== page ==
Overloading output stream in generic Stack class

i am using stack to store student object and overload output stream

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2 Replies - 1663 Views - Last Post: 24 September 2010 - 06:05 AM Rate Topic: -----

#1 Guest_Mandi*


Reputation:

Overloading output stream in generic Stack class

Posted 23 September 2010 - 07:09 PM

#include <iostream>
using namespace std;

class Student
{
    private:
        string name;
    public:

        Student()
        {
            setStudentName("John");
        }

        Student(string name)
        {
            setStudentName(name);
        }

        string getStudentName()
        {
            return name;
        }

        void setStudentName(string name)
        {
            this->name=name;
        }

};


template<typename Obj>
class Stack
{

private:
	Obj* data;
	int size;
	int capacity;

public:

Stack():size(0),capacity(16)
{
	data = new Obj[capacity];
}

bool empty()
{
	return (size == 0);
}

void push(Obj value)
{
	data[size++]=value;
}

Obj pop()
{
	return data[--size];
}

friend ostream& operator<<(ostream& stream, Stack<Obj*> &c)
{
    while(!c->empty())
    {
        Obj Stu=c->pop();
        stream<<Stu->getStudentName()<<endl;
    }
    return stream;
}

};


int main()
{
    //Student Objects
    Student s1("Harry");
    Student s2("Peter");
    Student s3("James");
    Student s4("Candy");

    //Stack for student list
    Stack<Student*> *StudentStack=new Stack<Student*>;

    //Pushing student into stack
    StudentStack->push(&s1);
    StudentStack->push(&s2);
    StudentStack->push(&s3);
    StudentStack->push(&s4);

    //over loading output stream to show stack
    cout<<StudentStack;

    return 0;
}




I am using a generic stack to store student objects.then i am overloading output stream to display the list of student stored in stack. but my above code is giving garbage value as output. so plz tell me how to display the name of student stored in stack using overloading of output stream......

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Replies To: Overloading output stream in generic Stack class

#2 eker676  Icon User is offline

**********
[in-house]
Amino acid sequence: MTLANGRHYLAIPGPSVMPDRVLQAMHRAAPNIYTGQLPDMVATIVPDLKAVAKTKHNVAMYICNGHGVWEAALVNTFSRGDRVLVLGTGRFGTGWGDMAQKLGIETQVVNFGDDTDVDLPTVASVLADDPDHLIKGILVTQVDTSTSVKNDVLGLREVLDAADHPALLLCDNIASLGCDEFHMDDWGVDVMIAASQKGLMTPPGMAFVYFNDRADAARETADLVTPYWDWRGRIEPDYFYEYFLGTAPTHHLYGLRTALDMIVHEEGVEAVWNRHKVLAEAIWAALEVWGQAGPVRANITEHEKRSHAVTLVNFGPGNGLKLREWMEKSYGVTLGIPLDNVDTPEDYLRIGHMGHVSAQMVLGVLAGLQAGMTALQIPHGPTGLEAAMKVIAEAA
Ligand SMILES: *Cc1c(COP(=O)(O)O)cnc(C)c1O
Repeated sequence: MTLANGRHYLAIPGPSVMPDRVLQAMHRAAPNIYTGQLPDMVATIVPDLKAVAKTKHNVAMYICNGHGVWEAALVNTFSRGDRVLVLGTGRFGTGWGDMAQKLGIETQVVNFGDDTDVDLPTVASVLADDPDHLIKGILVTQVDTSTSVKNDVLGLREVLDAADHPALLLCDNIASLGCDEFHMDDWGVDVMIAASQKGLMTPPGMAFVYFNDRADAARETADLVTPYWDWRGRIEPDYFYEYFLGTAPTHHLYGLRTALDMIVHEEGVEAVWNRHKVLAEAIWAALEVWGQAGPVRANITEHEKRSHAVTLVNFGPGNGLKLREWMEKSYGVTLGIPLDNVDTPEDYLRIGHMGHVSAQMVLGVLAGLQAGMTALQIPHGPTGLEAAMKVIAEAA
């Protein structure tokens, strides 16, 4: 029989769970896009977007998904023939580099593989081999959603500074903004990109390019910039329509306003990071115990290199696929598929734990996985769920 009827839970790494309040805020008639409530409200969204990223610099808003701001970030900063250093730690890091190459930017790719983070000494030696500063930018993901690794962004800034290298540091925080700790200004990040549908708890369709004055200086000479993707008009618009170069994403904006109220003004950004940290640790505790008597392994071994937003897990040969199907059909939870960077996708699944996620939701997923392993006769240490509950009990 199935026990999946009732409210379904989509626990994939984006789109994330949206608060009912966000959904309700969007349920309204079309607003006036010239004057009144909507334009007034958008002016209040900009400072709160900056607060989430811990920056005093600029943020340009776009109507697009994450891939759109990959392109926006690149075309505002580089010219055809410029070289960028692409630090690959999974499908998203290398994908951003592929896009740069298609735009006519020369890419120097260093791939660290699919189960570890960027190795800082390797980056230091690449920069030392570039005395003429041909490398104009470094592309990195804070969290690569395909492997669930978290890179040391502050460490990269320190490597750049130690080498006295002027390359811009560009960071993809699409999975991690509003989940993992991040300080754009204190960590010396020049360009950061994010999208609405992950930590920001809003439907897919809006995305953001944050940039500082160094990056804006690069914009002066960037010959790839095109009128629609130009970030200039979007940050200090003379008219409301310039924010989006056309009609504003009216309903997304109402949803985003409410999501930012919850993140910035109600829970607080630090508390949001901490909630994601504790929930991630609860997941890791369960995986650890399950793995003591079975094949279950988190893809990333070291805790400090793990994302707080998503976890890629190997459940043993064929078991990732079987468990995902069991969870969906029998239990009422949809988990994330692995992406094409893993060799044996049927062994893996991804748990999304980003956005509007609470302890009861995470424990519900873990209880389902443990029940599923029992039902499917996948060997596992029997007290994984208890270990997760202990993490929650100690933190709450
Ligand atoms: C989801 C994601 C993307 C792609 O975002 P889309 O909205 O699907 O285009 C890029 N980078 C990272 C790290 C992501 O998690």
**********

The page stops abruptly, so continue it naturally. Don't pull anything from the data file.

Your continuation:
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Re: Overloading output stream in generic Stack class

Posted 23 September 2010 - 07:45 PM

This works:
template <typename Obj>
friend ostream& operator<<(ostream& stream, Stack<Obj*>* c)
{
    while(!c->empty())
    {
        Obj* Stu=c->pop();
        stream<<Stu->getStudentName()<<endl;
    }
    return stream;
}

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#3 Anarion  Icon User is offline

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Re: Overloading output stream in generic Stack class

Posted 24 September 2010 - 06:05 AM

You haven't defined a destructor for your stack class. You are allocating memory in constructor, so you have to define a proper destructor as well:
~Stack() {
    delete[] data;
}


And, by removing the use of pointers in your stack class and also adding const correctness, this is achieved:
#include <iostream>
#include <string>
using namespace std;

class Student {
private:
    string name;
public:

    Student() {
        setStudentName("John");
    }

    Student(const string& name) {
        setStudentName(name);
    }

    string getStudentName() {
        return name;
    }

    void setStudentName(const string& name) {
        this->name=name;
    }

};


template<typename Obj>
class Stack {

private:
    Obj* data;
    int size;
    int capacity;

public:

    Stack():size(0),capacity(16) {
        data = new Obj[capacity];
    }

    ~Stack() {
        delete[] data;
    }

    bool empty() {
        return (size == 0);
    }

    void push(const Obj& value) {
        data[size++]=value;
    }

    Obj pop() {
        return data[--size];
    }

    friend ostream& operator<<(ostream& stream, Stack<Obj> &c) {
        while(!c.empty()) {
            Obj Stu=c.pop();
            stream<<Stu.getStudentName()<<endl;
        }
        return stream;
    }

};


int main() {
    //Student Objects
    Student s1("Harry");
    Student s2("Peter");
    Student s3("James");
    Student s4("Candy");

    //Stack for student list
    Stack<Student> StudentStack;

    //Pushing student into stack
    StudentStack.push(s1);
    StudentStack.push(s2);
    StudentStack.push(s3);
    StudentStack.push(s4);

    //over loading output stream to show stack
    cout<<StudentStack;

    return 0;
}


Let's talk about what happens if you still store pointers. The main function would be:
Student *s1 = new Student("Harry");
Stack<Student*> StudentStack;
StudentStack.push(s1);
delete s1;
cout<<StudentStack;


Basically, you are storing pointers to memory locations, which may be released somewhere in the program(for example, if you use temporary Student objects). When you push such objects to your stack, you are only storing memory locations. When that certain object reaches it's end of scope, it gets deleted and that location goes out of your program's bounds. Look at this line:
StudentStack.push(s1);

In this line, a student object's address is stored in stack and then it is deleted in the next line... but you still have the pointer to this location in your stack! Let's print the stack right now...
... the program crashes ... Why?!
Because you are trying to access a memory location out of bounds of your program.

Conclusion: You should store copies of these objects in the stack, not their address. This makes sure these objects are under control and do not get deleted when the stack object still exists.

Hope this story helped you understand the problem.

Edit: I guess [this tutorial] can help you.

This post has been edited by Anarion: 24 September 2010 - 06:08 AM

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